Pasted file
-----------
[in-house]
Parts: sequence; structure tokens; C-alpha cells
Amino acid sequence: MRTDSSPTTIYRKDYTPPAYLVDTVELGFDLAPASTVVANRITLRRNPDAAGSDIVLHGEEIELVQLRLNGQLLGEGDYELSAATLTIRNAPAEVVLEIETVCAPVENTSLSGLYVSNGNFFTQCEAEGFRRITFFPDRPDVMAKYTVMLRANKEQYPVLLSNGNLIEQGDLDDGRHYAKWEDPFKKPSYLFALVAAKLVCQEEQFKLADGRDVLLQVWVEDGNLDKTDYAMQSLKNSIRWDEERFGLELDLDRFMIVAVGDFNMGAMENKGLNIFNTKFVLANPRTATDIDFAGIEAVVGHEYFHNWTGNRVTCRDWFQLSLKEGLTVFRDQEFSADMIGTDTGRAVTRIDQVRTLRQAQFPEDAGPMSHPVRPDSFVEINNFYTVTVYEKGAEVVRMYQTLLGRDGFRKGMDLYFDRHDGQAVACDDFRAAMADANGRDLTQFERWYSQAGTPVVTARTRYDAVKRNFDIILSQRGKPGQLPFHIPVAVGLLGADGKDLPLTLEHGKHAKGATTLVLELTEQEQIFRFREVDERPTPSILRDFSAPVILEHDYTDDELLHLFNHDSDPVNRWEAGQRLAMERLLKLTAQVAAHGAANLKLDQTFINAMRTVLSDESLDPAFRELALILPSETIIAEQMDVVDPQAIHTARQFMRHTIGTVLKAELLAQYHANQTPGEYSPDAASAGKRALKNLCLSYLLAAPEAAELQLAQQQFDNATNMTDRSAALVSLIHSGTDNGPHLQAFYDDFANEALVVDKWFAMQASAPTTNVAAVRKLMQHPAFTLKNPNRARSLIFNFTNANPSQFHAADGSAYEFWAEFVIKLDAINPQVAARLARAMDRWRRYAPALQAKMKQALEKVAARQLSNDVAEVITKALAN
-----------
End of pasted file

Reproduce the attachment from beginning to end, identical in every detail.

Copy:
[in-house]
Parts: sequence; structure tokens; C-alpha cells
Amino acid sequence: MRTDSSPTTIYRKDYTPPAYLVDTVELGFDLAPASTVVANRITLRRNPDAAGSDIVLHGEEIELVQLRLNGQLLGEGDYELSAATLTIRNAPAEVVLEIETVCAPVENTSLSGLYVSNGNFFTQCEAEGFRRITFFPDRPDVMAKYTVMLRANKEQYPVLLSNGNLIEQGDLDDGRHYAKWEDPFKKPSYLFALVAAKLVCQEEQFKLADGRDVLLQVWVEDGNLDKTDYAMQSLKNSIRWDEERFGLELDLDRFMIVAVGDFNMGAMENKGLNIFNTKFVLANPRTATDIDFAGIEAVVGHEYFHNWTGNRVTCRDWFQLSLKEGLTVFRDQEFSADMIGTDTGRAVTRIDQVRTLRQAQFPEDAGPMSHPVRPDSFVEINNFYTVTVYEKGAEVVRMYQTLLGRDGFRKGMDLYFDRHDGQAVACDDFRAAMADANGRDLTQFERWYSQAGTPVVTARTRYDAVKRNFDIILSQRGKPGQLPFHIPVAVGLLGADGKDLPLTLEHGKHAKGATTLVLELTEQEQIFRFREVDERPTPSILRDFSAPVILEHDYTDDELLHLFNHDSDPVNRWEAGQRLAMERLLKLTAQVAAHGAANLKLDQTFINAMRTVLSDESLDPAFRELALILPSETIIAEQMDVVDPQAIHTARQFMRHTIGTVLKAELLAQYHANQTPGEYSPDAASAGKRALKNLCLSYLLAAPEAAELQLAQQQFDNATNMTDRSAALVSLIHSGTDNGPHLQAFYDDFANEALVVDKWFAMQASAPTTNVAAVRKLMQHPAFTLKNPNRARSLIFNFTNANPSQFHAADGSAYEFWAEFVIKLDAINPQVAARLARAMDRWRRYAPALQAKMKQALEKVAARQLSNDVAEVITKALAN